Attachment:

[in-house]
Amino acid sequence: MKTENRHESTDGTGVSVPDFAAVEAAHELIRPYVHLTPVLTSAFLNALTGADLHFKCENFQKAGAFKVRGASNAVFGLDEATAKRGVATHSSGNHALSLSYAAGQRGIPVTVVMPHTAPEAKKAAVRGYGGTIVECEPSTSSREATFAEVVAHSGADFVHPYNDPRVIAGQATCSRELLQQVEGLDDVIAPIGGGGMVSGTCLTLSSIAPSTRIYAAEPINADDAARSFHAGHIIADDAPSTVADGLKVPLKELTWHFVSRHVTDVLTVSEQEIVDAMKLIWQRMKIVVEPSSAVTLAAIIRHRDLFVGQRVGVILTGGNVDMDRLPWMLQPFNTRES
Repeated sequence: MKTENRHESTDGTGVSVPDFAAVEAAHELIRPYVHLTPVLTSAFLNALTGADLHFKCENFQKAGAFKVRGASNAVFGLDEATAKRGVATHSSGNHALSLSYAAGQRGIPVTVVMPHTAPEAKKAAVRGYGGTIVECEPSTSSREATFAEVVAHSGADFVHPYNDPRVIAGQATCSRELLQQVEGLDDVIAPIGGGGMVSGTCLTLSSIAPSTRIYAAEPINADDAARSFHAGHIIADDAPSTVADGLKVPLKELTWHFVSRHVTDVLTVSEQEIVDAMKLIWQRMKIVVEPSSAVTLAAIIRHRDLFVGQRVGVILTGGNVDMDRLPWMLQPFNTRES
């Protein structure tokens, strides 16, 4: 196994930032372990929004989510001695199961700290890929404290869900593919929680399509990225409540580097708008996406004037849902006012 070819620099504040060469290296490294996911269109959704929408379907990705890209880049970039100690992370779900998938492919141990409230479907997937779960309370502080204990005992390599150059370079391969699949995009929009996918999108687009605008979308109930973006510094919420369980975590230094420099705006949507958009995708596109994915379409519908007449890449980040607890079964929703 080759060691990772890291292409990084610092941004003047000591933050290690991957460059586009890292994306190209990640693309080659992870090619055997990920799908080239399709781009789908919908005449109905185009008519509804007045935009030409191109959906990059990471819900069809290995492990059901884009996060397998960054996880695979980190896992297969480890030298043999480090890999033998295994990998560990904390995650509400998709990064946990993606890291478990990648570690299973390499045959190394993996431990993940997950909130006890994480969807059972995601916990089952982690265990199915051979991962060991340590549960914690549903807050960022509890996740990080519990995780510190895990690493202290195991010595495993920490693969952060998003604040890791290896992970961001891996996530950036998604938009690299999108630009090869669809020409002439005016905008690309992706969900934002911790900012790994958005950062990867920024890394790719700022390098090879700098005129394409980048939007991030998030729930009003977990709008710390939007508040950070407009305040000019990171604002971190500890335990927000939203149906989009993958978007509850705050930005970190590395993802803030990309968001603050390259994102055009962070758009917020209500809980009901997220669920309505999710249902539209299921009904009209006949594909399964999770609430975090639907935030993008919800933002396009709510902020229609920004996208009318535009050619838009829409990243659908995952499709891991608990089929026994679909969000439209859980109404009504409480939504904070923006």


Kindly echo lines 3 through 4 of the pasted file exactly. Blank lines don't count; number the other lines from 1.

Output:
Repeated sequence: MKTENRHESTDGTGVSVPDFAAVEAAHELIRPYVHLTPVLTSAFLNALTGADLHFKCENFQKAGAFKVRGASNAVFGLDEATAKRGVATHSSGNHALSLSYAAGQRGIPVTVVMPHTAPEAKKAAVRGYGGTIVECEPSTSSREATFAEVVAHSGADFVHPYNDPRVIAGQATCSRELLQQVEGLDDVIAPIGGGGMVSGTCLTLSSIAPSTRIYAAEPINADDAARSFHAGHIIADDAPSTVADGLKVPLKELTWHFVSRHVTDVLTVSEQEIVDAMKLIWQRMKIVVEPSSAVTLAAIIRHRDLFVGQRVGVILTGGNVDMDRLPWMLQPFNTRES
């Protein structure tokens, strides 16, 4: 196994930032372990929004989510001695199961700290890929404290869900593919929680399509990225409540580097708008996406004037849902006012 070819620099504040060469290296490294996911269109959704929408379907990705890209880049970039100690992370779900998938492919141990409230479907997937779960309370502080204990005992390599150059370079391969699949995009929009996918999108687009605008979308109930973006510094919420369980975590230094420099705006949507958009995708596109994915379409519908007449890449980040607890079964929703 080759060691990772890291292409990084610092941004003047000591933050290690991957460059586009890292994306190209990640693309080659992870090619055997990920799908080239399709781009789908919908005449109905185009008519509804007045935009030409191109959906990059990471819900069809290995492990059901884009996060397998960054996880695979980190896992297969480890030298043999480090890999033998295994990998560990904390995650509400998709990064946990993606890291478990990648570690299973390499045959190394993996431990993940997950909130006890994480969807059972995601916990089952982690265990199915051979991962060991340590549960914690549903807050960022509890996740990080519990995780510190895990690493202290195991010595495993920490693969952060998003604040890791290896992970961001891996996530950036998604938009690299999108630009090869669809020409002439005016905008690309992706969900934002911790900012790994958005950062990867920024890394790719700022390098090879700098005129394409980048939007991030998030729930009003977990709008710390939007508040950070407009305040000019990171604002971190500890335990927000939203149906989009993958978007509850705050930005970190590395993802803030990309968001603050390259994102055009962070758009917020209500809980009901997220669920309505999710249902539209299921009904009209006949594909399964999770609430975090639907935030993008919800933002396009709510902020229609920004996208009318535009050619838009829409990243659908995952499709891991608990089929026994679909969000439209859980109404009504409480939504904070923006």